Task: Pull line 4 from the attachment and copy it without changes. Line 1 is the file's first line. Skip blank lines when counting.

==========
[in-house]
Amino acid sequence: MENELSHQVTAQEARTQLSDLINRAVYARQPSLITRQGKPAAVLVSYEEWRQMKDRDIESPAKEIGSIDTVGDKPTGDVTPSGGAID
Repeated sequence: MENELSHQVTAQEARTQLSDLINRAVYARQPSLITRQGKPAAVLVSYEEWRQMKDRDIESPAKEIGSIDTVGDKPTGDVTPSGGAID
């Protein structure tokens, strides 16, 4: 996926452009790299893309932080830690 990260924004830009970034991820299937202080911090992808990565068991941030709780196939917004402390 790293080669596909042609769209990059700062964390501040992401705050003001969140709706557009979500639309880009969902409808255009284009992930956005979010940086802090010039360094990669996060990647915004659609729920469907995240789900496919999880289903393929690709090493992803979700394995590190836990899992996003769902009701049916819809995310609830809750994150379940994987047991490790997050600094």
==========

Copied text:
């Protein structure tokens, strides 16, 4: 996926452009790299893309932080830690 990260924004830009970034991820299937202080911090992808990565068991941030709780196939917004402390 790293080669596909042609769209990059700062964390501040992401705050003001969140709706557009979500639309880009969902409808255009284009992930956005979010940086802090010039360094990669996060990647915004659609729920469907995240789900496919999880289903393929690709090493992803979700394995590190836990899992996003769902009701049916819809995310609830809750994150379940994987047991490790997050600094």